• Each tweet was also tagged with one or more of the following 5. FINDINGS thirteen additional categories: 1. Emotion: Represents a thought, feeling or behavior. Our findings from the study were two fold. The first one was from E.g., @jennIRL @GabiKachman Glad your books showed up -- the quantitative analysis and second one was from the qualitative enjoy! analysis. 5.1 Quantitative Results 2. General Quotes: Reference to a common quotation relevant to the context or an own quotation. E.g., "It doesn't make economic After performing the quantitative analysis we found a significant sense to have full-time reviewers" variation in the many of the parameters that we analyzed. Almost 40% replies were made during the third week (conference) and it 3. Observational: A personal observation that mostly results due dropped to less than half of that during the next week. This to some recent activity. E.g., Twitter Launches A New Dynamic implied that many more conversations happened during the Homepage (and it's pretty cool) conference time period. The same trend was applicable to retweets and mentions also. The average number of retweets made by a user was around 100 during the conference week whereas it was 4. Informational: Provides information that is helpful for other between 40 and 60 during the other four weeks. Over 2000 users. Might be a broadcast to all followers or an individual mentions were made for all the twenty users put together during response. E.g., @kitson technical issue. working on that. thanks the conference week and it was significantly lower for the other for the feedback. weeks. The important metric, which we were interesting in looking at, is the number of tweets made by the user. As indicated 5. Promotion: Used to promote a session or a personal affiliation. by the figure 2, it skyrocketed during the third week, which E.g., RT @umairh: i'm going to be doing a keynote interview with implied that the user was using Twitter to post updates more @ev from twitter at sxsw. hope to see many of you there often. 6. Location: Makes reference to a physical location. E.g., at LAX - 3 hours til the next flight leaves.... I'm getting there.... slowly 7. Location Service: Updated from a location-based service, such as Foursquare or Gowalla. E.g., Maybe you've heard there is a rock show here tonight? (@ Stubb's BBQ w/ 115 others) http://4sq.com/4xtWYc 8. Organization: Mentions an establishment, like a company or a hotel. Eg., Just arrived at the convention center. Thank goodness four seasons had umbrellas for guests 9. Recommendations: Giving recommendations about sessions Fig 2. Distribution of the number of tweets to attend, places to visit, etc., to other followers. E.g., @AmandaMooney You should goto Nick's Crispy Tacos in on Overall, there was significant increase in all the parameters that Broadway and Polk. There are a ton of great bars there too. we measured and the results are indicated in figure 3 10. Retweets: Re-posting tweets posted by another user. E.g., RT @joestump: Truth is SimpleGeo is developing AR for NES games. http://bit.ly/bUDtP2 11. Reporting Quotes: Positing quotations from a session. E.g., On web standards: "The minute everyone understands something is important all progress stops" - @cshirky #sxswi 12. Satisfaction: Displaying a positive tone about a session, restaurant, etc. E.g., Community funded reporting panel from @digidave alone made this trip worthwhile for me. #sxswi Fig 3. Overall quantitative analysis distribution 13. Reference: Making a mention of another Twitter user. E.g., Excited to meet @problogger again at SXSWi 4
  • 5.2 Qualitative Results 6. FUTURE WORK In the qualitative analysis part, we manually tagged over a 10000 Future research on this topic should explore whether elevated tweets into fifteen different categories. This was performed to see Twitter use is consistent across conferences in different the context in which the tweet was made. While measuring the disciplines, such as the arts and humanities, government, business, sentiment we found that majority of the tweets were neutral and and so on. More studies including different conference types only a few were made either in a positive or negative sentiment should be conducted. Also, interviews with Twitter users who (fig.4) attend conferences should be conducted so as to gain a better understanding of individual Twitter usage. 7. ACKNOWLEDGMENTS Our thanks to Professor Manuel Pérez-Quiñones of the Virginia Tech Department of Computer Science and Professor Carlos Evia of the Virginia Tech Department of English for their assistance in the completion of this research. Thanks to all our classmates from the Personal Information Management class at Virginia Tech for providing feedback on our work. We also thank Easy Chair Coffee shop, Blacksburg for being the perfect environment for all our team meetings. 8. REFERENCES Fig 4. Sentiment of the tweets [1] Mischaud, E. (2007). Twitter: Expressions of the whole self. An investigation into user appropriation of a web-based communications platform. London: Media@lse. Retrieved The major part in the qualitative analysis was to figure out how May 20, 2008 from http://www.lse.ac.uk/collections/ the tweets fit in the thirteen pre-defined categories, which we media@lse/mediaWorkingPapers/MScDissertationSeries/Mi allotted. We found that 68% of the tweets were observations of sch aud_final.pdf the happenings. Retweets were next in line and they constituted 10% of the total tweets made. Location based services and [2] Boyd, Danah, Scott Golder, and Gilad Lotan. 2010. reporting quotes constituted 5% each of the total volume. Figure 5 “Tweet, Tweet, Retweet: Conversational Aspects of shows the complete distribution of the qualitative analysis. Retweeting on Twitter.” HICSS-43. IEEE: Kauai, HI, January 6. [3] Java, A., Song, X., Finin, T., and Tseng, B. 2007. Why we twitter: understanding microblogging usage and communities. In SNA-KDD 2007 Workshop on Web Mining and Social Network Analysis. ACM, 56-65. [4] Krishnamurthy, B., Gill, P., and Arlitt, M. 2008. A few chirps about twitter. In Workshop on online Social Networks. ACM, 19-24. [5] Kwak, Haewoon, Lee, Changhyun, Park, Hosung, and Moon, Sue. (2010). What is Twitter, a Social Network or a News Media?. The 19th World-Wide Web (WWW) Conference. Raleigh, North Carolina. (Conference paper) [6] Andrew L Brooks, Elizabeth Churchill, Tune In, Tweet on, and Twit out: Information snacking on Twitter, CHI 2010 Workshop on Microblogging [7] Makice, Kevin. (2009). Phatics and the design of community. It was also worthy to note that only 21.8% of the tweets came Proceedings of the 27th international conference extended from the web interface of Twitter. The rest of the tweets were abstracts on Human factors in computing systems. (pp. 3133- made from third party clients like Tweetie, Tweetdeck etc. We 3136). (conference paper) were not able to see if it was published from a mobile device as the API doesn’t provide complete information on this front. After [8] Gene Golovchinsky, Miles Efron, Making sense of Twitter analysis of all the data, we concluded that Twitter usage at Search, CHI 2010 Workshop on Microblogging conferences is significantly more elevated than typical usage. [9] Measuring Tweets, http://blog.twitter.com/2010/02/measuring-tweets.html 5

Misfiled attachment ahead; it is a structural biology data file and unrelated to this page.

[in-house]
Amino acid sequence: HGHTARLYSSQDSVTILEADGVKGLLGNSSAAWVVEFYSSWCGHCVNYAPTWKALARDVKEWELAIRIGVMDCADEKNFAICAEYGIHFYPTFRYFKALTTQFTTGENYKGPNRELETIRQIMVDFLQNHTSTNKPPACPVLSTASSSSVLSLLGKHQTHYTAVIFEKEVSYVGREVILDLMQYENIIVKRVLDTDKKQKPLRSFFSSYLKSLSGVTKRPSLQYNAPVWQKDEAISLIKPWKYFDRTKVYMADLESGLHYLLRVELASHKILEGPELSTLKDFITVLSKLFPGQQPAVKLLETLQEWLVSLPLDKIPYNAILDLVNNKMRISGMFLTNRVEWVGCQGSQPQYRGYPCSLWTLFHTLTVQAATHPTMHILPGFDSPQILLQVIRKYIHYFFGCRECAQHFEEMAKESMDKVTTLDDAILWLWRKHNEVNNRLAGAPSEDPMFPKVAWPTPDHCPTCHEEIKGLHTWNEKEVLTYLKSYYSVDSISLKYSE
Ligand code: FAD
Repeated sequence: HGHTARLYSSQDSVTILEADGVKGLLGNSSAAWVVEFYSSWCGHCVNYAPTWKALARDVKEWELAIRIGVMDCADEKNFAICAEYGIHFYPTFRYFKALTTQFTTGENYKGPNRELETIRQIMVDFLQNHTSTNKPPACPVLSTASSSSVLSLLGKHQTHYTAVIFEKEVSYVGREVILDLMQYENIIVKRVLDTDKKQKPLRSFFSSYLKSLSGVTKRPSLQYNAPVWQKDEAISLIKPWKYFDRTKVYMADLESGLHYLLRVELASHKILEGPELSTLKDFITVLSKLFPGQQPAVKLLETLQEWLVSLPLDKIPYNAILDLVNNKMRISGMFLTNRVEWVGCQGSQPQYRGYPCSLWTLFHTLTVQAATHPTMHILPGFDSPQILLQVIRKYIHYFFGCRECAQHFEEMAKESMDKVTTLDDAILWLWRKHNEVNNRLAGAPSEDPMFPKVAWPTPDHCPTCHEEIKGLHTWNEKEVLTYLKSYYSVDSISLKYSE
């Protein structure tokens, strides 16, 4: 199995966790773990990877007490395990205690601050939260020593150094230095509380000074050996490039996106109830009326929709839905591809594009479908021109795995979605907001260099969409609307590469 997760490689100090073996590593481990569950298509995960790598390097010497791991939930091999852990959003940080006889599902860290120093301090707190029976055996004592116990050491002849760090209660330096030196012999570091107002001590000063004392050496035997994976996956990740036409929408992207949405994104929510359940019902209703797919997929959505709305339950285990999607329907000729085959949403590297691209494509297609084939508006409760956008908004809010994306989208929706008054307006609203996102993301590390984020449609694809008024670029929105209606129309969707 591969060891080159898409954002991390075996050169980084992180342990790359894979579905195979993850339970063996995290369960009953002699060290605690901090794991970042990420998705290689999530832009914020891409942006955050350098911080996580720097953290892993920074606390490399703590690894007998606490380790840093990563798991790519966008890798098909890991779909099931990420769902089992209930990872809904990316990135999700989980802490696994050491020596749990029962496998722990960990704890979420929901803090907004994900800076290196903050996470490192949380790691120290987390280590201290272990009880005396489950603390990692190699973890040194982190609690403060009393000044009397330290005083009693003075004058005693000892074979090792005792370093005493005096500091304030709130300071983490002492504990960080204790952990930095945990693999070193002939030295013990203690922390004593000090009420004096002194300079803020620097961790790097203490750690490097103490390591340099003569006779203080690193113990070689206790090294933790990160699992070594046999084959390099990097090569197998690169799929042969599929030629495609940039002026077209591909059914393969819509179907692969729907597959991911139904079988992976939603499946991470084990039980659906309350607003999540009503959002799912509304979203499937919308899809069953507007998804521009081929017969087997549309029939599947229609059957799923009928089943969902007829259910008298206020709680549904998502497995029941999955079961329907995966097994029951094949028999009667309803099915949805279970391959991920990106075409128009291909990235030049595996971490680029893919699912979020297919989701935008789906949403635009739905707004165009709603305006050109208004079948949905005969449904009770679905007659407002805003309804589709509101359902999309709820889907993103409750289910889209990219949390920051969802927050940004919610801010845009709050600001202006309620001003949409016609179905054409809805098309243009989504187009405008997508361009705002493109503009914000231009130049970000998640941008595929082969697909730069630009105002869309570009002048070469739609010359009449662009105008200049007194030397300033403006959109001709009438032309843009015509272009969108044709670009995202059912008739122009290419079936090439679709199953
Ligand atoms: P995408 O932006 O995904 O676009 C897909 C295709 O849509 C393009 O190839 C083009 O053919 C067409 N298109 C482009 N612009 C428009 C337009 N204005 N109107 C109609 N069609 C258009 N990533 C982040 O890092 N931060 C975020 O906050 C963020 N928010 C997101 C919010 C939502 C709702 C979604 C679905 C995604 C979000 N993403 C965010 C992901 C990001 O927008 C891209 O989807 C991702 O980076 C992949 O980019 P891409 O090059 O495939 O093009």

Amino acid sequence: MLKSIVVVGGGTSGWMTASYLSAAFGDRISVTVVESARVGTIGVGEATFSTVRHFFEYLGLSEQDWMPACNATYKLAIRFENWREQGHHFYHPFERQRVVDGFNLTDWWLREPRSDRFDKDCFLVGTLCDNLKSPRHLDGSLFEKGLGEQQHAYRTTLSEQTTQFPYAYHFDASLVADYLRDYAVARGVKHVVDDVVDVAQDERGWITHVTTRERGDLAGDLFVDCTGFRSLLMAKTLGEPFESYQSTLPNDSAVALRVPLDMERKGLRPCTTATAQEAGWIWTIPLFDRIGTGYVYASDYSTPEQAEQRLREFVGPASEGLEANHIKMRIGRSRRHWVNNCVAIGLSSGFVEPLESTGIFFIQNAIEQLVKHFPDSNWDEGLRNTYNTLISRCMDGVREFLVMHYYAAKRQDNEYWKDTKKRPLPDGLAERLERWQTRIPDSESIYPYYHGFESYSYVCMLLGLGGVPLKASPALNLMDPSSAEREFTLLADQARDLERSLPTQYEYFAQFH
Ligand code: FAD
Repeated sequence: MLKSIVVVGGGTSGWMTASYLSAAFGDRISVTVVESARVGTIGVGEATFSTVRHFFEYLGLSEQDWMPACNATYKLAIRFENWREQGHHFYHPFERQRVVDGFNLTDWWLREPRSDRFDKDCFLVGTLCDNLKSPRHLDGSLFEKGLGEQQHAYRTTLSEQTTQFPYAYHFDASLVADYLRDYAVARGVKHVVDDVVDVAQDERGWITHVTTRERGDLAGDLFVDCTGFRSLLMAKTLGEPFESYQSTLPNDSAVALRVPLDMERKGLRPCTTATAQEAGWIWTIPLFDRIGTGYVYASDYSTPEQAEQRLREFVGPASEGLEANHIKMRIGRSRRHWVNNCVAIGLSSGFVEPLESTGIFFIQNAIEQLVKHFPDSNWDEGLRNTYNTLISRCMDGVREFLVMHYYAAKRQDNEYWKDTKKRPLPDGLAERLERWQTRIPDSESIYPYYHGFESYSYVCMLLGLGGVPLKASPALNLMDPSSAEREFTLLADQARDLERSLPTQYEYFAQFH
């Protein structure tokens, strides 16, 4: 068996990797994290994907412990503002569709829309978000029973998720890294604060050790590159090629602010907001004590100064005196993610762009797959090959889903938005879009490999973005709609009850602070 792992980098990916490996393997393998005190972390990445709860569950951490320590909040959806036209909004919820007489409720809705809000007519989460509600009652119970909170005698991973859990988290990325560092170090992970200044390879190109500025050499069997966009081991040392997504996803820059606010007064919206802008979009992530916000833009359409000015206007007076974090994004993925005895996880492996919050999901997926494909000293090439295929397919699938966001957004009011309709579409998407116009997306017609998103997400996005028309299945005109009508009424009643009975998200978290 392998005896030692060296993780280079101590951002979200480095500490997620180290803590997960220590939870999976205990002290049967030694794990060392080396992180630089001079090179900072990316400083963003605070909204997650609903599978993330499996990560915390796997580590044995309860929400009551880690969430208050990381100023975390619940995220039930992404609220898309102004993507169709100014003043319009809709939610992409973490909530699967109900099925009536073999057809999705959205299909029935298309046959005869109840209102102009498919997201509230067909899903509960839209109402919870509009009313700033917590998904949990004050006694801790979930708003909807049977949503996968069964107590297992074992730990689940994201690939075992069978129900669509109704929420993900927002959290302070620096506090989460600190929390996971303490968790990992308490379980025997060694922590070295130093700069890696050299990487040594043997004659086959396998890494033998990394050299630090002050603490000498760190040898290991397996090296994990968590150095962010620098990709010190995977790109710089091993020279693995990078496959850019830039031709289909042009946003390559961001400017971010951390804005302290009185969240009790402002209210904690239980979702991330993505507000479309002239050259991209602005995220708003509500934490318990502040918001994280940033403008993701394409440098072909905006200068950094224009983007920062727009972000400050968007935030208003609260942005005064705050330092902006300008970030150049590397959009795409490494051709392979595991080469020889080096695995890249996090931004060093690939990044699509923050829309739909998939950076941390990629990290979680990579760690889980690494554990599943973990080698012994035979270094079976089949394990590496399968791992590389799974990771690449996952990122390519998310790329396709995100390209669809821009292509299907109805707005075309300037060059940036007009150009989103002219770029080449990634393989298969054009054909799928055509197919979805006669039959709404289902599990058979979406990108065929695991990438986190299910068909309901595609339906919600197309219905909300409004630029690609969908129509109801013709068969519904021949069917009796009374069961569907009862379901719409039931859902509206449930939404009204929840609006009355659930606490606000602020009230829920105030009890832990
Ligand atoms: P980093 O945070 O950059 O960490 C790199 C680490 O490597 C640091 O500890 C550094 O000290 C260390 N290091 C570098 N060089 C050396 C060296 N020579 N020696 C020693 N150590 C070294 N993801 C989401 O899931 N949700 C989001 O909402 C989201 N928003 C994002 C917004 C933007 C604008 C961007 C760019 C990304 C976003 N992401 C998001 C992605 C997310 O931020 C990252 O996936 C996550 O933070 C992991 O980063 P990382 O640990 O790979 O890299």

• [10] Cheong, Mark, Lee Vincent, Integrating web-based [14] Oulasvirta, Antti, Lehtonen, Esko, Kurvinen, Esko, and intelligence retrieval and decision-making from the twitter Raento, Mika. (2009). Making the ordinary visible in trends knowledge base, 2009, Proceeding of the 2nd ACM microblogs. Personal and Ubiquitous Computing. Special workshop on Social web search and mining issue on Social Interaction and Mundane Technologies. [11] Tweet Preservation , http://blog.twitter.com/2010/04/tweet- (journal article) preservation.html [15] Spector, A. Z. 1989. Achieving application requirements. In [12] Honeycutt, C. and S. Herring. Beyond Microblogging: Distributed Systems, S. Mullender, Ed. ACM Press Frontier Conversation and Collaboration in Twitter. Proc 42nd HICSS, Series. ACM, New York, NY, 19-33. DOI= IEEE Press (2009). http://doi.acm.org/10.1145/90417.90738. [13] McNely Brian, Backchannel persistence and collaborative meaning-making, Proceedings of the 27th ACM international conference on Design of communication , Bloomington, Indiana, USA 6